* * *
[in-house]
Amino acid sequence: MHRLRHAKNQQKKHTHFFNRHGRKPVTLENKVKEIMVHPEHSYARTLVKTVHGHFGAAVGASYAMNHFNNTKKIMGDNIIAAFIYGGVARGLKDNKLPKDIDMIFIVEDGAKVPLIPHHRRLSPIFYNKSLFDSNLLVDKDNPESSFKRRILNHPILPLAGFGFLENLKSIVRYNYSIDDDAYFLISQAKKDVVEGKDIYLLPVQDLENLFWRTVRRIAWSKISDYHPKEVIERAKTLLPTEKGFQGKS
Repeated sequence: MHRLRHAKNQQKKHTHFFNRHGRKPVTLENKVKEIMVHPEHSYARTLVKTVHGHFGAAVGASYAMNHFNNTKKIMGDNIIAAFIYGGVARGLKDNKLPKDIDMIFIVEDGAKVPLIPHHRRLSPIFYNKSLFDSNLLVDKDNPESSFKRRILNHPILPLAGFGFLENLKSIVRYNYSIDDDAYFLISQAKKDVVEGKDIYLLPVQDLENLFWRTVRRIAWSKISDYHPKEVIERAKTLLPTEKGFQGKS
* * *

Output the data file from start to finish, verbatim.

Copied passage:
[in-house]
Amino acid sequence: MHRLRHAKNQQKKHTHFFNRHGRKPVTLENKVKEIMVHPEHSYARTLVKTVHGHFGAAVGASYAMNHFNNTKKIMGDNIIAAFIYGGVARGLKDNKLPKDIDMIFIVEDGAKVPLIPHHRRLSPIFYNKSLFDSNLLVDKDNPESSFKRRILNHPILPLAGFGFLENLKSIVRYNYSIDDDAYFLISQAKKDVVEGKDIYLLPVQDLENLFWRTVRRIAWSKISDYHPKEVIERAKTLLPTEKGFQGKS
Repeated sequence: MHRLRHAKNQQKKHTHFFNRHGRKPVTLENKVKEIMVHPEHSYARTLVKTVHGHFGAAVGASYAMNHFNNTKKIMGDNIIAAFIYGGVARGLKDNKLPKDIDMIFIVEDGAKVPLIPHHRRLSPIFYNKSLFDSNLLVDKDNPESSFKRRILNHPILPLAGFGFLENLKSIVRYNYSIDDDAYFLISQAKKDVVEGKDIYLLPVQDLENLFWRTVRRIAWSKISDYHPKEVIERAKTLLPTEKGFQGKS